Use the art as you wish in your project:

Thursday, January 1, 2015

Getting Revit to start while debugging API apps with Visual Studio 2013

To debug Revit API apps with Visual Studio 2013, one has to start Revit 2015 and then run the DLL created.

Out of the box, one will get this crash of Revit before Revit even gets open:

As indicated in Jeremy Tammik's blog, the answer is to switch to managed compatibility mode.

Thence, Revit will start as expected under Visual Studio's debugger.

Tuesday, December 23, 2014

Photogrammetry Mesh into Revit as Point Cloud

I made a photogrammetry mesh of a building facade in the free version of Recap 360 from about 50 images. It came out really well, even though all of the photos were taken from ground level.

From there, I downloaded the files as a ZIP, which contains the mesh as OBJ. Its "materials" are also included, but using them is another issue.

I opened the mesh in the open-source MeshLab. It looks very good. 

The big challenge is to get it to the proper scale. A known distance on the building is required. I assumed that the double doors are 6 feet wide.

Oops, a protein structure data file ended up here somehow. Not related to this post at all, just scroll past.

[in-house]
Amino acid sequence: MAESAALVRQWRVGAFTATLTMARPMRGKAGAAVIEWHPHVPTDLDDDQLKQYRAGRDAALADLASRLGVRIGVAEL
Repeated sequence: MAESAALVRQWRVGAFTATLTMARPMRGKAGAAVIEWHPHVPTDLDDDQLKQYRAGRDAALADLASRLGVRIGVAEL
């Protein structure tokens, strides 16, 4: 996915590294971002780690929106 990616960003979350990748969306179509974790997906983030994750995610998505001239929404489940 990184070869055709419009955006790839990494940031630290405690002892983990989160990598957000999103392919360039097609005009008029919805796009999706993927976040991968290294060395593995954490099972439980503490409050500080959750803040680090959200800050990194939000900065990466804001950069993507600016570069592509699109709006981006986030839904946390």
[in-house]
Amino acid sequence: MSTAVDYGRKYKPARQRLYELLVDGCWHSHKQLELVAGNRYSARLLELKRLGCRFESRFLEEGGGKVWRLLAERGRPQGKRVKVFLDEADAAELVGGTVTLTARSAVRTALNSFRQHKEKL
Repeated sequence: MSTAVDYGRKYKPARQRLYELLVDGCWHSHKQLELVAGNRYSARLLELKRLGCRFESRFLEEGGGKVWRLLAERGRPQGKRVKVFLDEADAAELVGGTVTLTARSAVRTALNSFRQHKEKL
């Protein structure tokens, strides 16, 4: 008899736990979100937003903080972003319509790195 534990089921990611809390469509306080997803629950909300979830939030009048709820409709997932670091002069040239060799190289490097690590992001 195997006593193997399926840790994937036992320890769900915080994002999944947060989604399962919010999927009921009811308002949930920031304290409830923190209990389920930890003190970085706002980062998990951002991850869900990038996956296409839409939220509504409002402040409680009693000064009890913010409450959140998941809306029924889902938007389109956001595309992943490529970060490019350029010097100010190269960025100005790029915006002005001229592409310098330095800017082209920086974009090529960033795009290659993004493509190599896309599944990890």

From the mesh, using the Measuring Tool in MeshLab, it read 4.493.

6 feet equals 1.83 meters 

I calculated 1.83 ÷ 4.493 = 0.407 (remembering that number).

I export from MeshLab as format XYZ. I believe that MeshLab writes a line in the file for each vertex point in mesh.

Thence, I started a new project in ReCap and chose the XYZ file.

How did I get the points scaled correctly?

ReCap's units are meters. Under the scan settings, I changed "Unit: 1 Meter" to 0.407.

I also reduced the decimation to 1mm.

The points came into ReCap.

I saved the RCP file to bring into Revit.

I imported the RCP into Revit, center-to-center.

Using Measure Between Two References in Revit, I found the point cloud's size to be correct.